26 June 2008

Nectar is Sweet on Otis Grad

Nectar, the Long Beach based product design company had a nice piece in their blog that highlights Otis alum Shaun Redsar (07), who recently joined their company as a designer. The post is very complimentary of both Redsar and the IPD program, citing the rigor of our program and skills of our grads-

In describing the program- "...the IPD program takes an artistic approach to design, training creators who “work in the gallery of the real world….” In Shaun’s case, this approach can be seen in some of the young designer’s creations, including the Sephira lamp and the Zygo teapot, both of which were crafted both as art objects for display in galleries, as well as products suitable for mass production."

And the benefits of making it through- "However, the rewards for taking this arduous journey are more than just a sense of accomplishment; IPD graduates have been hired by such outstanding companies as Apple, Disney, and, of course, Nectar."

I also enjoyed what Shaun had to say when talking about his experience at Otis- "I took as many classes at Otis that focused on the theory and issues of design as I did on the logistics of how to make it work in the real world. It all comes down to creating beautiful objects that improve the quality of life."

See more of Shaun's work here and learn more about IPD at Otis here.

image of Sephira lamp from Shaun Resdar website

16 June 2008

Remembering Ralph Bacerra

Renowned ceramist Ralph Bacerra passed away on June 10th at his home in Eagle Rock. He was a long time member of the Otis Community, chairing the Ceramics program from 1983 to 1997.

His Los Angeles Times obituary included the following quote in reference to his piece Teapot (part of the Smithsonian American Art Museum collection)- "The piece was not created to brew tea but to be enjoyed as a purely visual and tactile experience..." Reading that reminded me of our teapot project in the Interactive Product Design program where form, rather than function was the primary intent.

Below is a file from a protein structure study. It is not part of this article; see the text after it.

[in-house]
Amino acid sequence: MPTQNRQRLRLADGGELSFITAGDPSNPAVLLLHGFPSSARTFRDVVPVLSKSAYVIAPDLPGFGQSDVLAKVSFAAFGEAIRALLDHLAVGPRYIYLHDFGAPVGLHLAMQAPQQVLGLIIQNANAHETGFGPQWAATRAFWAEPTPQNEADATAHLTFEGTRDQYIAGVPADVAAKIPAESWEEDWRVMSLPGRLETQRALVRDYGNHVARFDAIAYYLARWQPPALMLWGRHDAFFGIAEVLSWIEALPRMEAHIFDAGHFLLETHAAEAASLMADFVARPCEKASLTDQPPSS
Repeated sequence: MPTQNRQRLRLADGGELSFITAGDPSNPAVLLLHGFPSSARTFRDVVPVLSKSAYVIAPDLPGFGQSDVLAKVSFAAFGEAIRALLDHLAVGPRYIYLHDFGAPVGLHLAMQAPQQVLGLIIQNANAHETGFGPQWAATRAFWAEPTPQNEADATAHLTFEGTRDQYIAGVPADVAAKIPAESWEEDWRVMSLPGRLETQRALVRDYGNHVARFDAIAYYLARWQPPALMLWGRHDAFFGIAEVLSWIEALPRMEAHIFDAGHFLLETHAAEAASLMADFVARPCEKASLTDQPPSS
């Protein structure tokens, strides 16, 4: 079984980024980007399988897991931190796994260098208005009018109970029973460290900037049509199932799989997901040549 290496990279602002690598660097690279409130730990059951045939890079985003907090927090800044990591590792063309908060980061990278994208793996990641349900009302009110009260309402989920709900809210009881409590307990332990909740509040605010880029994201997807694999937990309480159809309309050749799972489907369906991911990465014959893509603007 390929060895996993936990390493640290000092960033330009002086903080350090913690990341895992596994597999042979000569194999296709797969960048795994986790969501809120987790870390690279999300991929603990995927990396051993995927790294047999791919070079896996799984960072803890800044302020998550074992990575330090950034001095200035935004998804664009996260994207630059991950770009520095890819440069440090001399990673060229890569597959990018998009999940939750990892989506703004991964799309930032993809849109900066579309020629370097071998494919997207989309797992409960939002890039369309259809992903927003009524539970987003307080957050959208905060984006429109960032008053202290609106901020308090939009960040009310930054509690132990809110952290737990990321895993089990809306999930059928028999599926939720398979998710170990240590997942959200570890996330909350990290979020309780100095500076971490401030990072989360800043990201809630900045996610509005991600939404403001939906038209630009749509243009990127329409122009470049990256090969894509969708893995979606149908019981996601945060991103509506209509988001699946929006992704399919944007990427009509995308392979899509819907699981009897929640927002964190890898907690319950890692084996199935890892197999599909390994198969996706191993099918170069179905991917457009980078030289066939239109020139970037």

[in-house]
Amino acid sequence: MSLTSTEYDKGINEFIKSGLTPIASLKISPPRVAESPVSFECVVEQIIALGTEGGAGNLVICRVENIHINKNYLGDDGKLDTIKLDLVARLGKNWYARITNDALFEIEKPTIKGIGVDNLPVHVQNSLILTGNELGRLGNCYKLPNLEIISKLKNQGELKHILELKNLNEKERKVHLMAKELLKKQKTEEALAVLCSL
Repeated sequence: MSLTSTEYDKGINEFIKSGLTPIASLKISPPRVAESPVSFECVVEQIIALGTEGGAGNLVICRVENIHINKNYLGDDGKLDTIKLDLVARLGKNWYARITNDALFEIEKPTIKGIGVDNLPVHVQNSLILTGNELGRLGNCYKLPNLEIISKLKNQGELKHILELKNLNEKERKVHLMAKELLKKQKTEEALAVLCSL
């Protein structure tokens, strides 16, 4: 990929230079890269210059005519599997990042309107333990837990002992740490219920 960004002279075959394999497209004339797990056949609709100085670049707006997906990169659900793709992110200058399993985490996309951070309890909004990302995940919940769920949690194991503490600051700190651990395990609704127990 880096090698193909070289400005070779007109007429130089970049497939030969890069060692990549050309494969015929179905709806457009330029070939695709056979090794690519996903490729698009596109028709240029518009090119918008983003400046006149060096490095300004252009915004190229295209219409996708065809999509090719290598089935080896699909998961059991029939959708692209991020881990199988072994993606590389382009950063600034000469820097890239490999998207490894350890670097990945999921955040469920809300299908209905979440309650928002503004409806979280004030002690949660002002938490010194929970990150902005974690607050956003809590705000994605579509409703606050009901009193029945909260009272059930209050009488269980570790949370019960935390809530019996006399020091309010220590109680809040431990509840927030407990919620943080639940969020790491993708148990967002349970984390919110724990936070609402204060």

Long represented by Frank Lloyd Gallery, Bacerra made work to be enjoyed rather than analyzed. In an interview for the Smithsonian oral history project he said, "I am not making any statements- social, political, conceptual, or even intellectual. There is no meaning or metaphor. I am committed more to the idea of pure beauty. When it is finished, the piece, should be like an ornament, exquisitely beautiful."

Apart from his own words, the idea was probably best described in a 1999 New York Times review by Ken Johnson- "To look at Ralph Bacerra's gorgeous ceramic vessels is to wallow in visual hedonism. Mr. Bacerra, an immensely skilled craftsman based in Los Angeles, does not try to express any important meaning, social, psychological, philosophical or otherwise. His works are witty and sophisticated in their manipulation of influences ranging from Japanese to early modernist to Pop, but mainly he wants to delight the eyes of his viewers."

Image of Teapot from Smithsonian American Museum website

04 June 2008

Poetic Ponder

In his blog Airform Archives, Otis alum Steve Roden muses about the world of sound, the spoken word, artists and their work just to name a few. In this post from 4 June, he featured the thoughts of another alum- Robert Irwin in the context of Irwin's consideration of the southwestern desert.

Culled from a 1981 LACMA catalog, Irwin's quote is simple in its words but very rich in the mental image it encourages:

"it's a place where you go along for awhile, and there seems to be nothing happening... it's all just flat desert, you know, no particular events, no mountains or trees or what have you. and then all of a sudden it just takes on this sort of - i mean it's hard to explain, but it takes on almost a magical quality. it just suddenly stands up and almost hums, it becomes so beautiful...incredibly, the presence is so strong. then in twenty minutes it will simply stop. and i began to try and wonder why - what those events were really about - because they were so close to my interest, the quality of the phenomena"

Living in Los Angeles it's good to be reminded that this place that is so built up once was just as Irwin described.